There are no surgeons available on the island to undertake this procedure so you will need to go to the UK or abroad if you want GRS. If you are being treated through the NHS, you will be offered a list of approved surgeons to choose from. If you wish to go privately, you can choose from surgeons in private practice all over the world. However, you will need to research the best person for your needs and your budget.
Do your research. Look at the numerous blogs and YouTube videos uploaded by transwomen describing their experiences. Visit some of the forums for transwomen and post questions asking about their experiences. Don’t forget to ask about any emotional reactions to the surgery as well as the physical results. Most transwomen are happy to share this information.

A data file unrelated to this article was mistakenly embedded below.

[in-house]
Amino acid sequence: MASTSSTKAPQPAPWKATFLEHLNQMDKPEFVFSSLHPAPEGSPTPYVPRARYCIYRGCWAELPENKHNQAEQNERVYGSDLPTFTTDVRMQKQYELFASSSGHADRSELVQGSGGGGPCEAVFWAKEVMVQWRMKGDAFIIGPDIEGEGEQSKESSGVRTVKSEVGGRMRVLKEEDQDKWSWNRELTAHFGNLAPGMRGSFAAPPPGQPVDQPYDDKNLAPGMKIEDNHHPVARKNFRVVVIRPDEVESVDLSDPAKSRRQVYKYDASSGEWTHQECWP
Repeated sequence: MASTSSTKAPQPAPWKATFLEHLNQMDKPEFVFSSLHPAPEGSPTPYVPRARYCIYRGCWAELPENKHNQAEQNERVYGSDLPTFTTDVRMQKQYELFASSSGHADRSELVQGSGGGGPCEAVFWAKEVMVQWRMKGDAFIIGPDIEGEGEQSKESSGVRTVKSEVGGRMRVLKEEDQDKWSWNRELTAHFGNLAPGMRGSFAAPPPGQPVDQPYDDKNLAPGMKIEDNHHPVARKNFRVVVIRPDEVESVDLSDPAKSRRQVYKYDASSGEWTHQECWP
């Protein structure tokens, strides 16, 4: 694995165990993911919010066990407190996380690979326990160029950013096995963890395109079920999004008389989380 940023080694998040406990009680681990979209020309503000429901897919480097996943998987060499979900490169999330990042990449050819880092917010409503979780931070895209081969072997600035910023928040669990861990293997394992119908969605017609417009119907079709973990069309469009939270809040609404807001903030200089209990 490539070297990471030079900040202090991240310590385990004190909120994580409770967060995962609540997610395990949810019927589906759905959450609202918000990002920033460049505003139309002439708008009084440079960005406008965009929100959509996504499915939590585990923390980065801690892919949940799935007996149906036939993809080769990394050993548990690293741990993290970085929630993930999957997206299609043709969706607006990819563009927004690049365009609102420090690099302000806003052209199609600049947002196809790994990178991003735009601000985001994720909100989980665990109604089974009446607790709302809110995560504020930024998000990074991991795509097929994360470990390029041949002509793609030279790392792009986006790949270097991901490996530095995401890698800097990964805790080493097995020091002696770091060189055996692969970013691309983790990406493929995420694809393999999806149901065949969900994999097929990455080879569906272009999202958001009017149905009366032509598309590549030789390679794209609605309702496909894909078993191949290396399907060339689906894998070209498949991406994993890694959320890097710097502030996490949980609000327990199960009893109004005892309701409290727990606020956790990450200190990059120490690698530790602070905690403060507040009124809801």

This comes in several parts. The Looking Glass Society explains the range of surgical options available to transwomen. It is exceedingly rare for any of these procedures to be funded through the health service. If you wish to undergo one of these options, you should be prepared to fund it privately.
You will not be surprised to learn that there are no surgeons with the required skills to perform these operations in the island. You are therefore looking at travel costs again and, because of the complexity of some procedures, several trips to the UK or abroad may be needed.
Facial feminising surgery and rhinoplasty